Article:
So perhaps there’s a sense in which we are at last facing our climate reality and realising that it cannot be business as normal with a small nod to climate change; rather we will no doubt have to radically re-think our entire relationship with capitalism.


As we attend to our being-in-the-world, it seems we must take deep account of actual human experience, something governments appear to find particularly difficult. When we look at the debate about how many migrants we should take, for instance, we can focus on numbers, social services and budgets, or we can look at an image of a three-year-old Kurdish refugee child lying dead at the water’s edge after drowning in the Mediterranean. Each approach – the ‘doctrine’ of our standpoint, or the powerful human story – will evoke a different response. Perhaps we shouldn’t prioritize either approach but weave them together in all our collective moral decisions.


We heard the Ten Commandments this morning as part of our Confession, but we could have equally remembered the times when we have kept the letter of the Law but been found wanting with regards to the spirit of the Law, a distinction that Jesus was prone to making when in conversation with the Pharisees.


There’s long been debate in faith circles and in wider society about the relationship between rules, doctrine or dogma on the one hand and on the other, human experience, including the inner life. This tension lies within Christianity too and can be seen in the conversations the Church of England is currently having on the subject of human sexuality. How far to prioritize doctrine over lived experience, and how far to change it in order to accommodate lived experience, is one of the vexed areas of debate.


In our readings today we see two characters of faith who are faced with a radical re-think and call to change. And they also epitomize the struggle between obedience to the rule of Faith and a spontaneous grasping of something more nebulous that nonetheless has the power to bring change, transformation and Life. A contrast between the outer laws that structure us, and the inner journey that frees us, and the relationship between them (because you can’t have the second without the first).


Abram is called, famously, in Chapter 12 of Genesis, to ‘go from your country and your kindred and your father’s house, to the land that I will show you’. His call might be seen as the mythic call of the hero or heroine to embark on a spiritual journey whereby they must reassess what they have hitherto been taught, and find their own path through life. They will inevitably be wounded on the journey; no one can go through life without it, and eventually they will return, but changed. They are essentially the same person as when they started out, but in many significant ways, they are transformed forever.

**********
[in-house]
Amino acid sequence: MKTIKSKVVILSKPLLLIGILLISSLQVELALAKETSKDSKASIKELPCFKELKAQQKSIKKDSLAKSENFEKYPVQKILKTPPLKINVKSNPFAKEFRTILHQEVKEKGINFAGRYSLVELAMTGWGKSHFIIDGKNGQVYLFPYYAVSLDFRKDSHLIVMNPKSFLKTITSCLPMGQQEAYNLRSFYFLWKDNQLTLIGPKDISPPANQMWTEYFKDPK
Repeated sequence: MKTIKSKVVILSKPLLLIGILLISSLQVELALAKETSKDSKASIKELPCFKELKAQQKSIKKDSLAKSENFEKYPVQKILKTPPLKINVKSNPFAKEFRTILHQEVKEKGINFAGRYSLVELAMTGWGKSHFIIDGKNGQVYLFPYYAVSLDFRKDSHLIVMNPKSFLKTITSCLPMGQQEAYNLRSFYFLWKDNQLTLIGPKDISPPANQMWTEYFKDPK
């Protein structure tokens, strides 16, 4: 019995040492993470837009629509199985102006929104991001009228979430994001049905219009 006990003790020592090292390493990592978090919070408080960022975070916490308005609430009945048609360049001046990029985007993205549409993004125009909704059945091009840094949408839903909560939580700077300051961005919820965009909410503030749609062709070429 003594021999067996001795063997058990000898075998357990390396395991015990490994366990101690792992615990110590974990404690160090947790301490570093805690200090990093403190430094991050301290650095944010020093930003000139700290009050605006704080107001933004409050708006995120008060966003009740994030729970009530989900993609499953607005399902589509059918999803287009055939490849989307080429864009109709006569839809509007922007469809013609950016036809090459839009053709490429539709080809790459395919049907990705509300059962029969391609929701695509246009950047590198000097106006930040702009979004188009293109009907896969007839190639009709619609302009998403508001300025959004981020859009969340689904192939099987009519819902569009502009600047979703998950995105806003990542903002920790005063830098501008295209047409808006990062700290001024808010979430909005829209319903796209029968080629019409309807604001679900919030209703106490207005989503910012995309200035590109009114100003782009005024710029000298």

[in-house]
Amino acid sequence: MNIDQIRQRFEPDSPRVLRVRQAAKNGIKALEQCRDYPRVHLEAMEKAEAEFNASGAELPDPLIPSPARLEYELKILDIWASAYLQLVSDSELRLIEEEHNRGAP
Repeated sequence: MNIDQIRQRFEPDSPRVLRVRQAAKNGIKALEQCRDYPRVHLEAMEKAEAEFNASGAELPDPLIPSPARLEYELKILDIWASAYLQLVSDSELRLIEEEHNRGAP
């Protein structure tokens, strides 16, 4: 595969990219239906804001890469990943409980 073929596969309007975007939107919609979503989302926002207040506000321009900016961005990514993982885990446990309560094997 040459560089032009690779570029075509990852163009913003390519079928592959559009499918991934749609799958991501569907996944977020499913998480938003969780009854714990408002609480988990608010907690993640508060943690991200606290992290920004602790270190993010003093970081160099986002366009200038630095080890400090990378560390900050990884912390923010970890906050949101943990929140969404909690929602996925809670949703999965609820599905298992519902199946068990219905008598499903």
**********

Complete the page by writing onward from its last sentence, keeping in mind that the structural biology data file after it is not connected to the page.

This archetypal journey, which we all have to make, is charted by Richard Rohr, in his book Falling Upwards, which I would describe as ‘a must read for the over 50s’!


The spiritual journey is begun in childhood for many of us, but at some point the journey must be owned by each of us, and although some of us may be able to recall a crisis moment when we ‘decided for ourselves’ to follow Christ (a moment of re-birth, perhaps?) what matters is not so much when you were reborn, but that you are ‘alive’ today.


Nicodemus doesn’t know all this yet, and we might try and have some patience with his puzzlement as he comes to Jesus by night. What he’s doing is trying to make sense of what he has seen and heard – his experience of Jesus’ miracles – or as John puts them, signs. He is puzzled because he ‘knows’ the Law, yet he ‘senses’, by looking at Jesus, Life, hope, freedom and some dynamism that doesn’t fit into his existing framework. What is going on? That is his conundrum. He is honest enough to face the uncomfortable dichotomy.


Let us pray that this becomes a conundrum for all those people whom we encounter who are stuck in their outer frameworks and haven’t been able to taste the Good News of freedom. Let us ask God that he will graciously give us the chance to be some Good News for them by connecting them to God in our prayers, by offering our own spiritual lives as a sign of the True Life that is available to all.


In Nicodemus’s favour he at least recognizes the presence of God in Jesus’ ministry. But he is about to get a surprise. It’s as if, being a Pharisee, Jesus holds him to higher account about the sort of things he’s teaching. If he’s apparently so ignorant of the way real spiritual life works, what hope is there for the ordinary Jew sitting at his feet imbibing the Law?